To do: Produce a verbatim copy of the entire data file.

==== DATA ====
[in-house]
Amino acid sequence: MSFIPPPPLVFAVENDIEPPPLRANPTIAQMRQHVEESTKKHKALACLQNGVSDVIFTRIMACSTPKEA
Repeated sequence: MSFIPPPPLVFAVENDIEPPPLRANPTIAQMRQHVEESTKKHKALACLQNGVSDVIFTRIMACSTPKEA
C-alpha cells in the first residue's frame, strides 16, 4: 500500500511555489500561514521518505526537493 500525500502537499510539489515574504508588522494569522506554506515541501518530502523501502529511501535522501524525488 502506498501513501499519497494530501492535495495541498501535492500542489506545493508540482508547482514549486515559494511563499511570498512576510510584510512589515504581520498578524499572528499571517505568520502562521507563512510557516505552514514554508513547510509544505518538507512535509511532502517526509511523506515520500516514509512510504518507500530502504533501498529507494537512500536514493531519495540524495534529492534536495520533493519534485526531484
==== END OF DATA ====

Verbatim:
[in-house]
Amino acid sequence: MSFIPPPPLVFAVENDIEPPPLRANPTIAQMRQHVEESTKKHKALACLQNGVSDVIFTRIMACSTPKEA
Repeated sequence: MSFIPPPPLVFAVENDIEPPPLRANPTIAQMRQHVEESTKKHKALACLQNGVSDVIFTRIMACSTPKEA
C-alpha cells in the first residue's frame, strides 16, 4: 500500500511555489500561514521518505526537493 500525500502537499510539489515574504508588522494569522506554506515541501518530502523501502529511501535522501524525488 502506498501513501499519497494530501492535495495541498501535492500542489506545493508540482508547482514549486515559494511563499511570498512576510510584510512589515504581520498578524499572528499571517505568520502562521507563512510557516505552514514554508513547510509544505518538507512535509511532502517526509511523506515520500516514509512510504518507500530502504533501498529507494537512500536514493531519495540524495534529492534536495520533493519534485526531484